5 Key Differences Between Email Marketing and Marketing Automation

by Aleksandr Peterson on November 16, 2016

Your business is getting traction. You’ve started to gather a critical mass of leads. Even better, you have a direct way to talk to them, via their inboxes, and they've opted in to your email list, so they do expect to hear from you. Once you have enough potential customers and their very real email addresses, it’'s time to gather the right tools to make sure your digital conversations with them run smoothly and effectively.

You begin to look at the options for marketing software, and.. this is the point where you may have arrived at this article. There are hundreds of different marketing software tools out there, most offering some variety of automation, email, and analytical functionality. Before you compare vendors, you need to start with the most basic question: what is the difference between email marketing and marketing automation?

The answer is simpler than you might think. While both tools use email as the primary channel to engage with your audience, email marketing tracks only the actions taken by recipients of your email blasts. Marketing automation software, on the other hand, monitors every digital interaction a lead has with your business. It also compiles all that data into an activity history that gives a 360-degree view of your leads and their digital footprints.

If you’'re thinking in terms of inbound and outbound marketing, an email marketing system is pretty much outbound only. A marketing automation platform, on the other hand, will help you create and manage inbound social marketing, and integrate it into your outbound programs. It will also make it easy to build landing pages and forms, so those inbound prospects can easily sign up for your list or engage with your content marketing assets.

To break it down further, here are five key differences between email marketing and marketing automation for your consideration:

1. Email Behavior Tracking vs. Web Behavior Tracking

Many of the differences between email marketing and marketing automation stem from their analytical approach – what data the platform collects. Email marketing tools track a recipient'’s behavior within your email campaign. Did the prospect/lead/customer open your email? Did they click a link? Which link and how many times? And you get aggregate data, so you can see what percentage of people did what with your email, and what percentage did nothing.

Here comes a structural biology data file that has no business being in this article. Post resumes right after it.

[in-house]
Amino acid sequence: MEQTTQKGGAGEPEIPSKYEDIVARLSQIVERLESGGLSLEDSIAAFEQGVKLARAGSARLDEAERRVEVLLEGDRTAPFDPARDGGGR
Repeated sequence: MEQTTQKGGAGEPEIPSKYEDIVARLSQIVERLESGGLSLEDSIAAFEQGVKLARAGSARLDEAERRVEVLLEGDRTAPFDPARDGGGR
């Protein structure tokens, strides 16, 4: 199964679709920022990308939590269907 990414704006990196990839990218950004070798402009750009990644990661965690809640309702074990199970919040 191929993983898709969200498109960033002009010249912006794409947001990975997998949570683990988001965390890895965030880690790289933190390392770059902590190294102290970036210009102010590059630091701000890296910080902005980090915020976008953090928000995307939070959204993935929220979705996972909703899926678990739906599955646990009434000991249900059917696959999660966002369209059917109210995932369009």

With marketing automation, you get that email data plus much more. A lead'’s behavior can be tracked everywhere they interact with your company on the web. After they clicked that link, did they go to a landing page on your site? What did they do next? Did they open an infographic? Download an eBook? Make a purchase? If so, how long did it take? Having the full picture of a lead’'s journey through your funnel lets you plan more targeted campaigns based on observed behavior.

2. Single Path vs. Adaptive, Customer-Centered Messaging

Email marketing requires a significant investment of time on the front end –from the creation of emails, to list segmentation, and post-delivery analytics. When you’ve built a campaign, a basic email marketing program typically sends emails out to everyone on your list, and then it’s done (This is sometimes called “batch and blast”). Depending on the sophistication of the email marketing tool, you might be able to send the same email to different segments of your list, with dynamic content applying itself so that people in different segments get slightly different messages or offers.

Marketing automation also requires lots of hands-on work up front, but you can get more for your effort. You still have to create your emails, plan your campaigns and segment your list, but you can build automated programs with more choices and options. Drip campaigns send a series of messages out over time; you can set them up to go out to people automatically as people join your list.

Nurture campaigns are a type of drip campaign that sends different follow-up communications based how a prospect interacts with your messages. The platform will manage your leads automatically, based on their data profiles and digital body language. Meanwhile, real-time analytics keep track of engagement metrics and qualification level (assuming you’ve set up lead scoring). Here’s the irony: because of these automation tools, it’'s much easier to create dynamic campaigns that follow the actions of individual leads, instead of a single, homogenous list. These feel more personal to the recipient. Such adaptive campaigns help the marketer make the customer the center of the campaign experience

3. Static Information vs. Dynamic Lead Scoring